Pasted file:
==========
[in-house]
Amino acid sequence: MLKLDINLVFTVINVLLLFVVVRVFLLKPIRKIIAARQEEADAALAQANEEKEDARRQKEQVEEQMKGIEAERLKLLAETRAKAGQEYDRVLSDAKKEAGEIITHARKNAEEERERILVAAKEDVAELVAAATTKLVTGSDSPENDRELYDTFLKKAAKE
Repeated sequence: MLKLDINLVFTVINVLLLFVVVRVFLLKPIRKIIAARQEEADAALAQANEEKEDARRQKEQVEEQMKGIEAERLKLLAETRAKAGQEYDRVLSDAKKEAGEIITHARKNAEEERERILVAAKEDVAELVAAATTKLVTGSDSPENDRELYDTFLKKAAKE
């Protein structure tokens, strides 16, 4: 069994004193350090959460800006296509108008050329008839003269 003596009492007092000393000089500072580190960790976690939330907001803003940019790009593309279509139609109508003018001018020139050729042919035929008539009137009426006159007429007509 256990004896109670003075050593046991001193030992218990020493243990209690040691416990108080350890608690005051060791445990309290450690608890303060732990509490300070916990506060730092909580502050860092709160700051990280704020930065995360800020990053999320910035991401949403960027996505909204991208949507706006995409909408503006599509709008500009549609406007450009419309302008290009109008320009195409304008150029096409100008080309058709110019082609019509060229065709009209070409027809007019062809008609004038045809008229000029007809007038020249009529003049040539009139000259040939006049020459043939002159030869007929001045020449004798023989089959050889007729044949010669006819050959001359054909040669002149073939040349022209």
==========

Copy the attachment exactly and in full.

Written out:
[in-house]
Amino acid sequence: MLKLDINLVFTVINVLLLFVVVRVFLLKPIRKIIAARQEEADAALAQANEEKEDARRQKEQVEEQMKGIEAERLKLLAETRAKAGQEYDRVLSDAKKEAGEIITHARKNAEEERERILVAAKEDVAELVAAATTKLVTGSDSPENDRELYDTFLKKAAKE
Repeated sequence: MLKLDINLVFTVINVLLLFVVVRVFLLKPIRKIIAARQEEADAALAQANEEKEDARRQKEQVEEQMKGIEAERLKLLAETRAKAGQEYDRVLSDAKKEAGEIITHARKNAEEERERILVAAKEDVAELVAAATTKLVTGSDSPENDRELYDTFLKKAAKE
């Protein structure tokens, strides 16, 4: 069994004193350090959460800006296509108008050329008839003269 003596009492007092000393000089500072580190960790976690939330907001803003940019790009593309279509139609109508003018001018020139050729042919035929008539009137009426006159007429007509 256990004896109670003075050593046991001193030992218990020493243990209690040691416990108080350890608690005051060791445990309290450690608890303060732990509490300070916990506060730092909580502050860092709160700051990280704020930065995360800020990053999320910035991401949403960027996505909204991208949507706006995409909408503006599509709008500009549609406007450009419309302008290009109008320009195409304008150029096409100008080309058709110019082609019509060229065709009209070409027809007019062809008609004038045809008229000029007809007038020249009529003049040539009139000259040939006049020459043939002159030869007929001045020449004798023989089959050889007729044949010669006819050959001359054909040669002149073939040349022209």